Marshall has reached out to Los Angeles Lakers coach Mike D'Antoni to gauge his interest in coaching his alma mater, according to sources close to the process.
Sources told ESPN.com that the Thundering Herd have pursued D'Antoni before and made this latest inquiry -- which coincides with his uncertain future in Los Angeles -- because they "always sound him out" any time Marshall has an opening in a bow to D'Antoni's stature in school history.
But sources stressed D'Antoni is highly unlikely to make such a switch even if the Lakers opt for a coaching change at season's end. Although he has served as an unofficial sounding board for school officials in the past, D'Antoni has coached only at the pro level, with three stops in Italy and stints with the Denver Nuggets, Phoenix Suns, New York Knicks and Lakers in the NBA.
With the Lakers playing in Milwaukee on Thursday night, D'Antoni could not be immediately reached for comment.
D'Antoni played for the Thundering Herd from 1970 to '73, and was selected in the second round of the 1973 NBA draft. His brother, Dan, also played and coached at the school before serving on Mike's staffs with both the Suns and Lakers.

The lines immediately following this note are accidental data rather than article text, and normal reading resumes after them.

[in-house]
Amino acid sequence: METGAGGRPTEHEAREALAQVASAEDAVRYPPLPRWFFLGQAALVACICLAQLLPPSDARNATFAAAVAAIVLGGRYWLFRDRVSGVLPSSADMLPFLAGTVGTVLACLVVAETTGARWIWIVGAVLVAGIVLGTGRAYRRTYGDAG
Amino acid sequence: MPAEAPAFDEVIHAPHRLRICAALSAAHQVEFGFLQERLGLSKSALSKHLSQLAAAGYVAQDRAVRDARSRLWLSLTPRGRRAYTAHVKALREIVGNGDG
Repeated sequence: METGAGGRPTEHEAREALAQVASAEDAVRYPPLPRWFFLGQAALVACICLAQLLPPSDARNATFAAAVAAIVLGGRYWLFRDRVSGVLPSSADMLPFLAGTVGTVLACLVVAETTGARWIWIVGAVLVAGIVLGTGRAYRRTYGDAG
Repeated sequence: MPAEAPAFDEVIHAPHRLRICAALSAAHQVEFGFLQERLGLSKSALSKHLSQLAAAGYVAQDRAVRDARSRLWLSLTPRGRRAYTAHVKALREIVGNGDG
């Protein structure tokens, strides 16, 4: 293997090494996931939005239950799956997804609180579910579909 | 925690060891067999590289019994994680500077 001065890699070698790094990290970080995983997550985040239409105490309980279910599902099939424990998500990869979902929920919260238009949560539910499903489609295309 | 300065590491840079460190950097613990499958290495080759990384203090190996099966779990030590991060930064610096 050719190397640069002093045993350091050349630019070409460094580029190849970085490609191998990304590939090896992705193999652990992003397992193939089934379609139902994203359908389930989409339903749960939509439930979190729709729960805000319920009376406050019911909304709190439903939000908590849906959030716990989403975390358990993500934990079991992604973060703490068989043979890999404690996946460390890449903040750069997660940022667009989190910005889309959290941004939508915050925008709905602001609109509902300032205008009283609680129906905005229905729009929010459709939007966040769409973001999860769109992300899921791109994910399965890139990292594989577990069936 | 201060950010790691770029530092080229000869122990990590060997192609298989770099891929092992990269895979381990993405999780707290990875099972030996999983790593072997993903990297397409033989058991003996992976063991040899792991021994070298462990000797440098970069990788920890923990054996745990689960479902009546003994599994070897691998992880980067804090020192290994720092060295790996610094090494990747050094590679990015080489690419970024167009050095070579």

Marshall is looking to replace Tom Herrion, who was fired after posting a 67-67 mark in four seasons.
The injury-ravaged Lakers entered Thursday's play at 24-46. They went 40-32 last season after D'Antoni replaced Mike Brown early in the 2012-13 campaign, but numerous injuries and in-house tensions during Dwight Howard's lone season as a Laker led to a first-round sweep at the hands of San Antonio.
In a recent appearance on "The Dan Patrick Show," amid speculation that he has been disenchanted with D'Antoni's spread-the-floor approach, Lakers star guard Kobe Bryant said: "I don't know [if D'Antoni should return]. It's been tough on him. The two years he's been here, he's been dealing with so many injuries left and right. He hasn't really gotten a fair shake at it since he's been here."
D'Antoni has two seasons left on his Lakers contract but only next season is guaranteed. When pressed recently about his future, D'Antoni told local reporters: "My job is to finish up as good as we can. Then everybody huddles ... and we'll see what happens."
Marshall inquires with Mike D'Antoni
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